However, if Amsterdam airport's open the day before your trip, get your train tickets (usually more flexible than plane tickets) refunded - many times, they are refundable up until the moment of departure, though you may need to call a few numbers. Book directly with the rail companies to be sure of the exact conditions for what it takes to get a refund.

SATA is an EU-registered carrier and the Azores are part of Portugal and thus the EU, so Regulation 261/2004 apply to you should your flights be delayed or canceled.

Finally, buy trip insurance that covers volcanic ash clouds! :)
posted by mdonley at 2:17 PM on April 22, 2010


You definitely need to double check the refund policy or insurance policy with the company directly. My University sent out an email yesterday pointing out that we are no longer insured for travel disruptions from this volcano as it is no longer an unforeseeable event (I imagine if the other one blows they'll refuse to cover that too). So any one who books a flight from now on is on their own if there's more problems, no money back, no help from the airline, and it will stay like that for up to six months. September may be OK but if they somehow keep going off between now and then the timer might get reset.

Now this was a University wide thing where everyone has to book through the same travel agent and is under the same insurance, no choices, and for your personal travel you're free to go with a different company if it suits you. So you should be able to get better terms than this. But don't assume that the standard disclaimers apply as this is now apparently a special case (i.e. you know it's a risk when booking whereas you didn't before), definitely ring and check.
posted by shelleycat at 2:20 PM on April 22, 2010


I do not think it is very likely you will see similar issues from volcano ash in Europe when you travel in September. The main reasons the skies are open is not that there is no more ash in the sky, but that the authorities have increased the amount of ash that is tolerated in the sky before flying is not allowed anymore. This appears to be based on recent testing that took place during the crisis and on input from engine manufacturers. Even if they would need to reclose some airspace again, it is unlikely to be as big of an airspace as it was last week from what I hear on the European news.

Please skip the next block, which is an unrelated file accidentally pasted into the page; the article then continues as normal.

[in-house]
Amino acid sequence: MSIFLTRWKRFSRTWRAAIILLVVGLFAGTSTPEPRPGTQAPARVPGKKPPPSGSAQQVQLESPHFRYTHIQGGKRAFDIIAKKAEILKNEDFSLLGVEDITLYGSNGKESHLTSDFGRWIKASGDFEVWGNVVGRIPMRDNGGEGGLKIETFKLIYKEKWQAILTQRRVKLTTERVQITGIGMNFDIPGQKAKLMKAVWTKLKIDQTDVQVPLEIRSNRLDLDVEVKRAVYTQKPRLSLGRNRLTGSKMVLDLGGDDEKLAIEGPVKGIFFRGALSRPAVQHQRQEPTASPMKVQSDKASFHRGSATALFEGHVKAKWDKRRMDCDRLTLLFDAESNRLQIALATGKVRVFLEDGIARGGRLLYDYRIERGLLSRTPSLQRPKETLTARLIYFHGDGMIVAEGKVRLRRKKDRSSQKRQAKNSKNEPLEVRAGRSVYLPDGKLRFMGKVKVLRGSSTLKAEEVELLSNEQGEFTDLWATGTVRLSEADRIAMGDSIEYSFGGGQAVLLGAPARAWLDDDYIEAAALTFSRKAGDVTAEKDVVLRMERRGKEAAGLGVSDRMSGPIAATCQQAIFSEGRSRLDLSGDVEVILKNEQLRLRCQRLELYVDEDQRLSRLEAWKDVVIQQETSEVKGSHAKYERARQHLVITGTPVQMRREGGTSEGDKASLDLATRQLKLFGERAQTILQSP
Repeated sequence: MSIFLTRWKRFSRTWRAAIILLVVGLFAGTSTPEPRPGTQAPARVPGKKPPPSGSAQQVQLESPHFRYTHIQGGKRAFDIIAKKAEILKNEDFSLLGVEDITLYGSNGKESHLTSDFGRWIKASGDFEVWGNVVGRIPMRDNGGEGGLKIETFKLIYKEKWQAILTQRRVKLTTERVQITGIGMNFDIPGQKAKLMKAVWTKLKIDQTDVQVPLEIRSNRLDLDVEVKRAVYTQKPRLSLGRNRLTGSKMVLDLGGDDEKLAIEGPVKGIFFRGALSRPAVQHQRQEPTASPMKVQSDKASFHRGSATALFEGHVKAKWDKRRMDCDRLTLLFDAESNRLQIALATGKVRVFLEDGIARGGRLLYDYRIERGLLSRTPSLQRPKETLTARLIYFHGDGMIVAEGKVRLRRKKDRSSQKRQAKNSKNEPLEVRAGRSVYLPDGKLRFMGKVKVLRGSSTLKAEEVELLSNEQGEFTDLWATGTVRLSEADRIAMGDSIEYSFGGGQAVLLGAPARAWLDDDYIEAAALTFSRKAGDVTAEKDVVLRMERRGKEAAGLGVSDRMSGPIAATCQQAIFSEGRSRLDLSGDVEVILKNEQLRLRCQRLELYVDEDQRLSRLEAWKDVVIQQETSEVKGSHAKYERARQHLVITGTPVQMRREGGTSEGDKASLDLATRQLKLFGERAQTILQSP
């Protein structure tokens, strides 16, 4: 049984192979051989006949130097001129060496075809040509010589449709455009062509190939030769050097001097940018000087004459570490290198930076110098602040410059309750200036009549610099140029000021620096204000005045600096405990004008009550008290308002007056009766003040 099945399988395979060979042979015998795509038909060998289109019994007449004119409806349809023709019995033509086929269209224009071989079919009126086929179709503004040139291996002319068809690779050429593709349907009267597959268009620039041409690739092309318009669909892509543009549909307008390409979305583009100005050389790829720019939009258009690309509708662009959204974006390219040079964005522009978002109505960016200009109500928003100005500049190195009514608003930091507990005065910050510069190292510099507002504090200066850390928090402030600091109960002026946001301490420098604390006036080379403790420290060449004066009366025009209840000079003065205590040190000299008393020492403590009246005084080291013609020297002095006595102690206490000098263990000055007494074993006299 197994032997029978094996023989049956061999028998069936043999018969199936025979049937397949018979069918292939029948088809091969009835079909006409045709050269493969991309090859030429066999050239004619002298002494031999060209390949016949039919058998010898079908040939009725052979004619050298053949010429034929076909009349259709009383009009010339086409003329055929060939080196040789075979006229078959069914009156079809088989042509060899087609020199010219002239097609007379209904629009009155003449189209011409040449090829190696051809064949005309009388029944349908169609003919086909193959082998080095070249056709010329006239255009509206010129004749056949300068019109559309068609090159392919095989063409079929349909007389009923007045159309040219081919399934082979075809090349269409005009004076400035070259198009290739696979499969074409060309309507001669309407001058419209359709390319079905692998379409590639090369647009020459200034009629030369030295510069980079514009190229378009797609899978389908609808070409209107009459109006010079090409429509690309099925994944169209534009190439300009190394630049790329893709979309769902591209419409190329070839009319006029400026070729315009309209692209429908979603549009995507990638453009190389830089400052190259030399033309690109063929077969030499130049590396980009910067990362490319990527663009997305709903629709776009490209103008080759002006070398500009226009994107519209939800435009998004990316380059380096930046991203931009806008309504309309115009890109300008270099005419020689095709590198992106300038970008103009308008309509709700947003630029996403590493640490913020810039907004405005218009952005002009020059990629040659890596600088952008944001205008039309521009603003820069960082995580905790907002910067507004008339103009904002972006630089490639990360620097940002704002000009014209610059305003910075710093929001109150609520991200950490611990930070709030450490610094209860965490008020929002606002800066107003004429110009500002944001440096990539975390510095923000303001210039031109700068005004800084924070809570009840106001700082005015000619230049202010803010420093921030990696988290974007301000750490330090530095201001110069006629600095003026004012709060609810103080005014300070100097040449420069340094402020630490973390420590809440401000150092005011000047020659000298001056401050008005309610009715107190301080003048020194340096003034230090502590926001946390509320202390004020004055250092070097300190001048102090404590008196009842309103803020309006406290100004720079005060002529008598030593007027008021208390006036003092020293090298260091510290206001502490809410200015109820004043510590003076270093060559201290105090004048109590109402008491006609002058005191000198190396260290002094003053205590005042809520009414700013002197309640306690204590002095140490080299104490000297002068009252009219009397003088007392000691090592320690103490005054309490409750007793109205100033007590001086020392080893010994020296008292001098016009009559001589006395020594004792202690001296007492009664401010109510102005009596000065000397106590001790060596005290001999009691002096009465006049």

justcorbly is correct, passengers flying to and from Europe have more rights than passengers in the US. By law, they have to pay for accomodation and meals if they cancel or postpone your flight, even if it is out of their control. This should also apply to non-EU airlines, but you will likely get better compliance to this rule from an EU airline.

In terms of using a travel agent, it would appear that people that travelled with a tour operator were better taken care of than people that booked only a flight. The tour operators took care of hotels, food and alternative transports. Note however that I am referring to organized tours and not just travel agents. During the travel restrictions last week there was NO advantage of booking through a travel agent compared to booking direct with the airline. During the travel restrictions, the travel agents told people to call the airline directly as they did not have access to the latest information on flights and availability. In other words, the travel agents could not help anyone and people ended up having to deal with the airline anyway.

Where some of my colleagues did find travel agents useful was in order to make alternative arrangements, e.g., fly through other airports, book car rentals, etc. However, that does not necessarily relate to the original ticket you bought and in fact, many people ended up using different travel agents for their alternate booking than the travel agent they used for their original ticket.
posted by eurandom at 6:56 AM on April 23, 2010


Just to correct a few possible misconceptions in this thread:

The Azores can be affected by the ash cloud, depending on wind. In fact as of this writing the airspace is closed due to ash.

I do not believe that the Euro regulations will cover the cost of tickets due to the volcano, as it is an act of God. The airline should cover accommodation if you get stranded. Not sure if anyone meant that, just wanted to make it clear.
posted by selfnoise at 6:37 AM on May 10, 2010